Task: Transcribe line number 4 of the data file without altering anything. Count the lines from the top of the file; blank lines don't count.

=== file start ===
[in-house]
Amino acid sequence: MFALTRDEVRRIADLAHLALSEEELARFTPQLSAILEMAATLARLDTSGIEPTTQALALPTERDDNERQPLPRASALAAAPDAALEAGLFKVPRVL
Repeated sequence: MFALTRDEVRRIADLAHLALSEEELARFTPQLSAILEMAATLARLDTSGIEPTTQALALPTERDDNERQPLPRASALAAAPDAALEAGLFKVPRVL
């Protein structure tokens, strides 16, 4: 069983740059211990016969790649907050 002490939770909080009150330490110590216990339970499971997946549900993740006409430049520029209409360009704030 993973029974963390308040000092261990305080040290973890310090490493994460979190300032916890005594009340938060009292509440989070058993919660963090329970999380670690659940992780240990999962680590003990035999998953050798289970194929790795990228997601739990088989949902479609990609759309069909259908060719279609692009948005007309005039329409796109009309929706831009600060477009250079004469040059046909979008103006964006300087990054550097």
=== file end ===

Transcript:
């Protein structure tokens, strides 16, 4: 069983740059211990016969790649907050 002490939770909080009150330490110590216990339970499971997946549900993740006409430049520029209409360009704030 993973029974963390308040000092261990305080040290973890310090490493994460979190300032916890005594009340938060009292509440989070058993919660963090329970999380670690659940992780240990999962680590003990035999998953050798289970194929790795990228997601739990088989949902479609990609759309069909259908060719279609692009948005007309005039329409796109009309929706831009600060477009250079004469040059046909979008103006964006300087990054550097």